By: Amy Pongrass
The avocado has been cultivated for many centuries, first discovered by the Aztecs, who called it "ahuacatl". The fruit is often referred to as an alligator pear due to its shape and leathery skin. Native to Central and South America, cultivation of the avocado slowly spread through Jamaica and Asia, not appearing on American soil till the early 20th century. Avocados are now grown in most tropical and sub-tropical countries, including Australia. Avocados are the fruit from the Persea Americana, a tall evergreen tree that produces dozens of varieties, the most common known as the Hass avocado.
Avocados contain oleic acid, a type of monounsaturated fat that may help lower levels of harmful LDL cholesterol and raise levels of beneficial HDL cholesterol. Avocados are rich in Vitamin E, an important nutrient that affects the quality of the skin. The oils in avocado help maintain the integrity of the membrane that surrounds skin cells, and may help reduce inflammation associated with skin conditions such as acne, psoriasis and eczema. Fat provides the skin cells with the nourishment they need to prevent wrinkles and dry skin, so many people advise eating avocados to keep the skin looking youthful and help with dry and scaly skin and hair.
Avocados are a good source of potassium, actually containing more potassium than the average banana. This mineral helps to regulate blood pressure, maintaining a healthy heart by reducing the risk of high blood pressure and stroke. One avocado contains 23 per cent of the daily intake of folate, another vitamin that supports a healthy heart.
Recent research shows that avocados may also help the body absorb carotenoids from vegetables. Carotenoids are lipophilic, meaning "fat-loving", so consuming avocado with other vegetables rich in carotenoids may make these nutrients more bioavailable to the body, further increasing nutrition. The Journal of Nutrition in 2005 found that adding avocado to a salad increased absorption of alpha-carotene, beta-carotene and lutein by 7.2, 15.3 and 5.1 times higher, respectively than the amount of carotenoids absorbed when the avocado-free salad was eaten. (Source: whfoods.com)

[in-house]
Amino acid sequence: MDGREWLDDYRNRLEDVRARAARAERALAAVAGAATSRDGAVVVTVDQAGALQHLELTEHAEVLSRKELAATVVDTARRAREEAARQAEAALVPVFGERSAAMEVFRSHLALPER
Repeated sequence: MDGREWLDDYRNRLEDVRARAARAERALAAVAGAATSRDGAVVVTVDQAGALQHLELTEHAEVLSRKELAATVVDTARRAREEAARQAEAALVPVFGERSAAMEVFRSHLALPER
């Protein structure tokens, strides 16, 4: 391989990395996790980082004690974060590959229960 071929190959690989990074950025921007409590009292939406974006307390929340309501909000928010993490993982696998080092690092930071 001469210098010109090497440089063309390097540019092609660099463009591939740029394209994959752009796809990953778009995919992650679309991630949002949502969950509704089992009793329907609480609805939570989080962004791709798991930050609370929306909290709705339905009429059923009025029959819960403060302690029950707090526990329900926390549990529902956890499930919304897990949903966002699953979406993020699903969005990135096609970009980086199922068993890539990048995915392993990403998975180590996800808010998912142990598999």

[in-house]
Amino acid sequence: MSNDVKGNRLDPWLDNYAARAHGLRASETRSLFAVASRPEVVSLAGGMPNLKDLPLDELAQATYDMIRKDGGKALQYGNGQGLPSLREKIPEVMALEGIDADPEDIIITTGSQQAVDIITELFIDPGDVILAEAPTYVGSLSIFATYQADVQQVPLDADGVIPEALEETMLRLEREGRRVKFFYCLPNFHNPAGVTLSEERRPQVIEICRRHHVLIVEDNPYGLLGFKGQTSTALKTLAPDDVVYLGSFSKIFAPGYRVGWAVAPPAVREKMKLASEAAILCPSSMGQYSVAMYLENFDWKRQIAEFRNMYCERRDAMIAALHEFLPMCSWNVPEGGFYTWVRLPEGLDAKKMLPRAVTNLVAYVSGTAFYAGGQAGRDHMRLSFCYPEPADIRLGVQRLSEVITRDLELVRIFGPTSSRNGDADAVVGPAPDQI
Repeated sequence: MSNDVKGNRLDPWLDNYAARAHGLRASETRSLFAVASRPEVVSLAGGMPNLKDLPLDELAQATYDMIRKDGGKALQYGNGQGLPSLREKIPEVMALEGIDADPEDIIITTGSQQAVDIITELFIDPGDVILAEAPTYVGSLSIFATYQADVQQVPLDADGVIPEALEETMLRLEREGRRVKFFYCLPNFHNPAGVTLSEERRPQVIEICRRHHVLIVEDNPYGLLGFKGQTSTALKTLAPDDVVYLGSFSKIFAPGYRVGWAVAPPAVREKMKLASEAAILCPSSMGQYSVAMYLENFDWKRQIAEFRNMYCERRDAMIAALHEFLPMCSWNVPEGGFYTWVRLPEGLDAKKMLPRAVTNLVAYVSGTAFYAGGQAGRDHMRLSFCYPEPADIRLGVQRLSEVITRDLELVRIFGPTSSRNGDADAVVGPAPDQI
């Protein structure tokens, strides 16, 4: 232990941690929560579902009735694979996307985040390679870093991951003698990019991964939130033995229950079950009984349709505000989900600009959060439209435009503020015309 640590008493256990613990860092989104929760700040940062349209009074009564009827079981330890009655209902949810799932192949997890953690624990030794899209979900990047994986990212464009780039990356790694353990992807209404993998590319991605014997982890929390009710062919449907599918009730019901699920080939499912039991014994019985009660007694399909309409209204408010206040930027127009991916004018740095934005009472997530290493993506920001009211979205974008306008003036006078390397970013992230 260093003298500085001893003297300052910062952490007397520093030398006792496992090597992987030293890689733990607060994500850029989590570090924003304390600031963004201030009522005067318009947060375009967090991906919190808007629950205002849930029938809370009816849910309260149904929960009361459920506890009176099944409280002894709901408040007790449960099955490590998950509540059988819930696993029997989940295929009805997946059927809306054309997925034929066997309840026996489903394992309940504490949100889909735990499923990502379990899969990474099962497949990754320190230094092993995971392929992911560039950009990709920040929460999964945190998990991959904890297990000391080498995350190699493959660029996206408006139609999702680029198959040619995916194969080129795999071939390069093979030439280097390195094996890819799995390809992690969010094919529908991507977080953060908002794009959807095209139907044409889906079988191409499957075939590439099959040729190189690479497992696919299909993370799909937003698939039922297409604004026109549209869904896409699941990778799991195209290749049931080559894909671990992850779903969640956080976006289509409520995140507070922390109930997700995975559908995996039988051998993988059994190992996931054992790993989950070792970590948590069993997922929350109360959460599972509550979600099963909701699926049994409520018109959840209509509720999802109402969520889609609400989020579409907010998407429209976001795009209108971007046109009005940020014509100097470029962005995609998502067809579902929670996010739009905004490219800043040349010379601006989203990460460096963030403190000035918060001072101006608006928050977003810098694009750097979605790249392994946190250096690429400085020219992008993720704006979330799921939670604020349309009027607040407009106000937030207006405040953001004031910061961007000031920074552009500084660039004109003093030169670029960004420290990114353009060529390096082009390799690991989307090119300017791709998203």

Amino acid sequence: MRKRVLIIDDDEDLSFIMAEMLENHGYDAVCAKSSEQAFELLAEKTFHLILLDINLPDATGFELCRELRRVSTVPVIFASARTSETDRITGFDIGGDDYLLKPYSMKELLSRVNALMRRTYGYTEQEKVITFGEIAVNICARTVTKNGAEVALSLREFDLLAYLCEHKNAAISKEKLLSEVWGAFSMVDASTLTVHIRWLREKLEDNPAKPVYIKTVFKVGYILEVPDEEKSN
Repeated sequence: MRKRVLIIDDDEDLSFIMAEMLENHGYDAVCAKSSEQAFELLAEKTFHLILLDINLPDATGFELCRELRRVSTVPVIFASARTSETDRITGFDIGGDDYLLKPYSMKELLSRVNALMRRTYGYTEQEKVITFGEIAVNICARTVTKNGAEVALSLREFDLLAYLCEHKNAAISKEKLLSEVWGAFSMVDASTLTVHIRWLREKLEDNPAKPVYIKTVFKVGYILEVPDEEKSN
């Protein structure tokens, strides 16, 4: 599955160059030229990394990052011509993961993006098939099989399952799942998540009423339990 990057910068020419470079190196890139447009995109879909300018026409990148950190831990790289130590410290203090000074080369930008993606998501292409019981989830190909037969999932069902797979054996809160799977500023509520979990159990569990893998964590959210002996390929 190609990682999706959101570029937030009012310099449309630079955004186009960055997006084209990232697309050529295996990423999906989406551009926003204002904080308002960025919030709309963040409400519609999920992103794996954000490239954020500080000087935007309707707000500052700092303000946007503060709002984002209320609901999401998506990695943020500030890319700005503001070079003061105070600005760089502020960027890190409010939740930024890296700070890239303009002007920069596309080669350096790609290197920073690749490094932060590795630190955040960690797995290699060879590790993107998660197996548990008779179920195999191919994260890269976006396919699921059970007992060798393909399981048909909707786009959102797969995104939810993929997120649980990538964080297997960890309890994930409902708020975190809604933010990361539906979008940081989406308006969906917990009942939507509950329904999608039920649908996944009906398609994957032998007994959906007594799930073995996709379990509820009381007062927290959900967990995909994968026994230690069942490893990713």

Avocados also contain high levels of glutathione, a potent antioxidant. They have a higher fibre content than apples, and by keeping things moving through the body, they promote hormone balance and eliminate toxic material.
Consider too the shape of the avocado - it resembles the female body and shape of the womb and has been shown to target the health and function of a woman's reproductive organs. Research has showed that when a woman eats just one avocado per week hormones are balanced, unwanted birth weight is shed and cervical cancer risk is reduced. Don Tolman, international nutrition expert notes a further feature of the avocado: it takes exactly nine months to grow from blossom to ripened fruit, the same length of gestation for a pregnant woman.
Selecting and storing:
Buy ripe to eat on the day, or unripe to eat up to 2 weeks ahead. Check for ripeness by holding the fruit in your hand and applying gentle pressure. It should be slightly pliant. Ripen in a fruit bowl and not in the fridge. Ripe avocados should be stored in the fridge and eaten quickly. To ripen an avocado quickly, place in a paper bag with a ripe apple or banana. Once cut, the avocado can be sprinkled with lemon juice to avoid discolouration.
Avocados are best eaten raw or in an oil form, as they become bitter when cooked due to its high tannin content.
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